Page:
In Search of Prophylactic Rules

23 Pages Posted: 1 Jun 2013

See all articles by Michael Plaxton

Michael Plaxton

College of Law, University of Saskatchewan

Date Written: January 1, 2004


Prophylactic rules are laws created by judges to prevent violations of the constitution. Unlike constitutional rules, prophylactic rules have no constitutional status of their own. Legislatures can repeal or alter prophylactic rules, provided they devise alternative strategies for meeting the requirements of the constitution. While the United States Supreme Court has recognized prophylactic rules, the Supreme Court of Canada has yet to do so. Nevertheless, the Supreme Court has created unacknowledged prophylactic rules. Examples include the Court’s requirement for a search warrant regime in Hunter v. Southam Inc. and its demand for independent provincial judicial salary commissions in R. v. Campbell. In both of these cases, the Court appears to have conflated prophylactic rules with constitutional requirements. By failing to distinguish between constitutional and prophylactic rules, the Court has introduced confusion into several areas of constitutional law. The Court has also denied the role of Parliament and the provincial legislatures as co-interpreters of the constitution. Recognition of prophylactic rules would allow for more meaningful “dialogue” between courts and legislatures – if only in the long term.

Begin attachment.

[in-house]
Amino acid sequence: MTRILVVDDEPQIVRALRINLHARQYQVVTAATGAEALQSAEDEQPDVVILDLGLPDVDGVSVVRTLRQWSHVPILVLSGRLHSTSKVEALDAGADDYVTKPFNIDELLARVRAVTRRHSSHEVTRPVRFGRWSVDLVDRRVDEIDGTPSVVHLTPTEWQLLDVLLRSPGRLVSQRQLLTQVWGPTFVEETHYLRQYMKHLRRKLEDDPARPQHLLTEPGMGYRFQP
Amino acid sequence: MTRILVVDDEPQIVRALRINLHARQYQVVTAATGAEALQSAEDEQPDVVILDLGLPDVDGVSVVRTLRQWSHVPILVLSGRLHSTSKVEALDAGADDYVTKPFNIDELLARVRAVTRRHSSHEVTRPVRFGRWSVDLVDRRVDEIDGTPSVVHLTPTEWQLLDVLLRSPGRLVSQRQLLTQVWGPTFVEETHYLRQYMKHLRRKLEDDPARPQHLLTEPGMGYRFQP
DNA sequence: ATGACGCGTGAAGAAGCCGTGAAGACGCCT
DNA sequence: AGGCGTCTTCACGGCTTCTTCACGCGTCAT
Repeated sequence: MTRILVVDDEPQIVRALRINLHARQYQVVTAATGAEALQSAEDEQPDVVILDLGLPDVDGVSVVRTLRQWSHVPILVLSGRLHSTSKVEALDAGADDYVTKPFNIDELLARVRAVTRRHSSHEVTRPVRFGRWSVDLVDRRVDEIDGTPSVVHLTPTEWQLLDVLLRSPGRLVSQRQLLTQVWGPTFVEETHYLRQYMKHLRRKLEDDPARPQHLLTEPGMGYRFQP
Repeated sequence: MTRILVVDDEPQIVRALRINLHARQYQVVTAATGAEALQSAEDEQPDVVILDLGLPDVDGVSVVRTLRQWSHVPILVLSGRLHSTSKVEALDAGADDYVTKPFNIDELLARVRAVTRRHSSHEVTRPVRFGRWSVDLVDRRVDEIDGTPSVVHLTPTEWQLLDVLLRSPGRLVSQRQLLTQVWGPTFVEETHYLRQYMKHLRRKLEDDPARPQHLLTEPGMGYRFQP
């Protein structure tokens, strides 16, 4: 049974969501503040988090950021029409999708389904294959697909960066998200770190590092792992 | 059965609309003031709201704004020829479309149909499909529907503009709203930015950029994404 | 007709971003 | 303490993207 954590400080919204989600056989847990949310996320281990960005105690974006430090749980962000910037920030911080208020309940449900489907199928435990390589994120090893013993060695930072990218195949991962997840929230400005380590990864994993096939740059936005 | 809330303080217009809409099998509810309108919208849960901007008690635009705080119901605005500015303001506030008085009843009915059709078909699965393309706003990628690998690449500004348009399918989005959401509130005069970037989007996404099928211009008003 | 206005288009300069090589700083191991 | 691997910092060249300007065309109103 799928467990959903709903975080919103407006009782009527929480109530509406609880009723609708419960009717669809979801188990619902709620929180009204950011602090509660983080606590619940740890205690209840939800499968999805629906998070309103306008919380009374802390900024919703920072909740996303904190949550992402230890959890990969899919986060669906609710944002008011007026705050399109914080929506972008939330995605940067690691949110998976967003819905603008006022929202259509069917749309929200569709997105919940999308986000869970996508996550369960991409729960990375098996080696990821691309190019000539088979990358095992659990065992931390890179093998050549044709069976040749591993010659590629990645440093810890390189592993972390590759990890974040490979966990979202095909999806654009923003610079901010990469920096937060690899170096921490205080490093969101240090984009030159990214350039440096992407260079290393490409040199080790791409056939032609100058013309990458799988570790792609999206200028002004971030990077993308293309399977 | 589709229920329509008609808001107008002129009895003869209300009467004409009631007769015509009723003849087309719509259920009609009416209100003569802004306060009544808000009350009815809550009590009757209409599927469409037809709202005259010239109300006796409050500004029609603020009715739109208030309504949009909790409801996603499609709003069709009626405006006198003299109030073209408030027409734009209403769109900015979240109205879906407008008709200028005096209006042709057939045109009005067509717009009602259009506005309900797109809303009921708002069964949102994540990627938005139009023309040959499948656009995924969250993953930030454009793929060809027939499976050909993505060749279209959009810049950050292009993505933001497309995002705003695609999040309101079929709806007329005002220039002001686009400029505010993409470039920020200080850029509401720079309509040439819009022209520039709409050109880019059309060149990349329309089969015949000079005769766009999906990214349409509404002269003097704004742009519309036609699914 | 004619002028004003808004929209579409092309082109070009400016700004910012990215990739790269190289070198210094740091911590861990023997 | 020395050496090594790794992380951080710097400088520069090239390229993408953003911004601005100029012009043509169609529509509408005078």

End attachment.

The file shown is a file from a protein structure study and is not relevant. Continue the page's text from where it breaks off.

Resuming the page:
Keywords: Constitutional law, dialogue theory, Charter of Rights

Suggested Citation

Plaxton, Michael, In Search of Prophylactic Rules (January 1, 2004). McGill Law Journal, Vol. 50, No. 1, 127, Available at SSRN:

Michael Plaxton (Contact Author)

College of Law, University of Saskatchewan ( email )

15 Campus Dr
Saskatoon, Saskatchewan S7N5A6
3069665894 (Phone)

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